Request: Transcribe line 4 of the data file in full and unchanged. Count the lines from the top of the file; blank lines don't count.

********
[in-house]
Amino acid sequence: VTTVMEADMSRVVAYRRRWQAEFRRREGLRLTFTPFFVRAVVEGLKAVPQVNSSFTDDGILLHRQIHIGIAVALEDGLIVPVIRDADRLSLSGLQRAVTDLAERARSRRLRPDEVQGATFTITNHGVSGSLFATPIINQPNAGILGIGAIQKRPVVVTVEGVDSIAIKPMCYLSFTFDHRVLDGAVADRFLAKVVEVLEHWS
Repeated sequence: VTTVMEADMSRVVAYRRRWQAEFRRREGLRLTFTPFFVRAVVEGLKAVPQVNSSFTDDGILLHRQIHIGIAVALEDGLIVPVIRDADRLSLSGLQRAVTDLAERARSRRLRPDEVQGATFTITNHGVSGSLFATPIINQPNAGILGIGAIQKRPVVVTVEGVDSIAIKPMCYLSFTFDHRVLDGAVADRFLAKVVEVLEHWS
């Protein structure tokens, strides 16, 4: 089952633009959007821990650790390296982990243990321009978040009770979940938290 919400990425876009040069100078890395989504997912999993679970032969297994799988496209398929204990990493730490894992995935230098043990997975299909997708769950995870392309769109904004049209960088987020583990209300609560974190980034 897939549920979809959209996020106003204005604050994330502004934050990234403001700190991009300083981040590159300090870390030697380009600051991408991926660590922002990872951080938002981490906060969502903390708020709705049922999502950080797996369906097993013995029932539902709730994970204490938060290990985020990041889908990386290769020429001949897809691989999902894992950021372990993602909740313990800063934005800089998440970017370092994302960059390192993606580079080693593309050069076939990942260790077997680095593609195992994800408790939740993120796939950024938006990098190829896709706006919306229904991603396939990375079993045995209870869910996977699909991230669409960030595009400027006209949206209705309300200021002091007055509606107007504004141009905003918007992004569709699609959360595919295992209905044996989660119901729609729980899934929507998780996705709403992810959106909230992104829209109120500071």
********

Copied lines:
């Protein structure tokens, strides 16, 4: 089952633009959007821990650790390296982990243990321009978040009770979940938290 919400990425876009040069100078890395989504997912999993679970032969297994799988496209398929204990990493730490894992995935230098043990997975299909997708769950995870392309769109904004049209960088987020583990209300609560974190980034 897939549920979809959209996020106003204005604050994330502004934050990234403001700190991009300083981040590159300090870390030697380009600051991408991926660590922002990872951080938002981490906060969502903390708020709705049922999502950080797996369906097993013995029932539902709730994970204490938060290990985020990041889908990386290769020429001949897809691989999902894992950021372990993602909740313990800063934005800089998440970017370092994302960059390192993606580079080693593309050069076939990942260790077997680095593609195992994800408790939740993120796939950024938006990098190829896709706006919306229904991603396939990375079993045995209870869910996977699909991230669409960030595009400027006209949206209705309300200021002091007055509606107007504004141009905003918007992004569709699609959360595919295992209905044996989660119901729609729980899934929507998780996705709403992810959106909230992104829209109120500071």